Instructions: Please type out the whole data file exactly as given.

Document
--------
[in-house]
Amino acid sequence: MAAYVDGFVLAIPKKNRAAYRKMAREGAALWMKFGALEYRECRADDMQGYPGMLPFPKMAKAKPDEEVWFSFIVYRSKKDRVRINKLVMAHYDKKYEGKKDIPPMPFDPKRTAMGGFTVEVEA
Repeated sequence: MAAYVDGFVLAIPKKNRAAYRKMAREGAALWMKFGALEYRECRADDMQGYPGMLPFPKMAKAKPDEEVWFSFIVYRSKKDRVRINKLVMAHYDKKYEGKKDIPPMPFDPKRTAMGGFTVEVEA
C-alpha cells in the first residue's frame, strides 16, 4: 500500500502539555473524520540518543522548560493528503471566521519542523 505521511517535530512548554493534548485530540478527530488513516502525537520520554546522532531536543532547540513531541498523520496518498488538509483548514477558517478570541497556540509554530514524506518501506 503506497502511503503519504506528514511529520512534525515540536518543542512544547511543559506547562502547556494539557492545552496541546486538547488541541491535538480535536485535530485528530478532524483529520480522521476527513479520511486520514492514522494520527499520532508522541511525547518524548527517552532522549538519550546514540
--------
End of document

[in-house]
Amino acid sequence: MAAYVDGFVLAIPKKNRAAYRKMAREGAALWMKFGALEYRECRADDMQGYPGMLPFPKMAKAKPDEEVWFSFIVYRSKKDRVRINKLVMAHYDKKYEGKKDIPPMPFDPKRTAMGGFTVEVEA
Repeated sequence: MAAYVDGFVLAIPKKNRAAYRKMAREGAALWMKFGALEYRECRADDMQGYPGMLPFPKMAKAKPDEEVWFSFIVYRSKKDRVRINKLVMAHYDKKYEGKKDIPPMPFDPKRTAMGGFTVEVEA
C-alpha cells in the first residue's frame, strides 16, 4: 500500500502539555473524520540518543522548560493528503471566521519542523 505521511517535530512548554493534548485530540478527530488513516502525537520520554546522532531536543532547540513531541498523520496518498488538509483548514477558517478570541497556540509554530514524506518501506 503506497502511503503519504506528514511529520512534525515540536518543542512544547511543559506547562502547556494539557492545552496541546486538547488541541491535538480535536485535530485528530478532524483529520480522521476527513479520511486520514492514522494520527499520532508522541511525547518524548527517552532522549538519550546514540